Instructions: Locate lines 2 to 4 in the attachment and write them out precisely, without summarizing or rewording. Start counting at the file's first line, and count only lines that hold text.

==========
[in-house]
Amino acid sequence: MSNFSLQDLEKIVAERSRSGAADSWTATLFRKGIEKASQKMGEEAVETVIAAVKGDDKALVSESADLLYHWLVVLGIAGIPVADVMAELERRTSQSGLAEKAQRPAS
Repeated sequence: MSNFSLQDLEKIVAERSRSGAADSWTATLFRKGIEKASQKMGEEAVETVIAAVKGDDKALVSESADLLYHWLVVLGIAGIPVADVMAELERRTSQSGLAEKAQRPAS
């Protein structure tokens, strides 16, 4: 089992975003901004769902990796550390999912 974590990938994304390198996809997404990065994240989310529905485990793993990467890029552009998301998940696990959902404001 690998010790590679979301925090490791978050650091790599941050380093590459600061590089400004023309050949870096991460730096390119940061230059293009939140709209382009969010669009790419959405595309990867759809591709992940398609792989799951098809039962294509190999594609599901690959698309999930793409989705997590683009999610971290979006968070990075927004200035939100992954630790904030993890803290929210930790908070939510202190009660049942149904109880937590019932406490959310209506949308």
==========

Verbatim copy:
Amino acid sequence: MSNFSLQDLEKIVAERSRSGAADSWTATLFRKGIEKASQKMGEEAVETVIAAVKGDDKALVSESADLLYHWLVVLGIAGIPVADVMAELERRTSQSGLAEKAQRPAS
Repeated sequence: MSNFSLQDLEKIVAERSRSGAADSWTATLFRKGIEKASQKMGEEAVETVIAAVKGDDKALVSESADLLYHWLVVLGIAGIPVADVMAELERRTSQSGLAEKAQRPAS
């Protein structure tokens, strides 16, 4: 089992975003901004769902990796550390999912 974590990938994304390198996809997404990065994240989310529905485990793993990467890029552009998301998940696990959902404001 690998010790590679979301925090490791978050650091790599941050380093590459600061590089400004023309050949870096991460730096390119940061230059293009939140709209382009969010669009790419959405595309990867759809591709992940398609792989799951098809039962294509190999594609599901690959698309999930793409989705997590683009999610971290979006968070990075927004200035939100992954630790904030993890803290929210930790908070939510202190009660049942149904109880937590019932406490959310209506949308």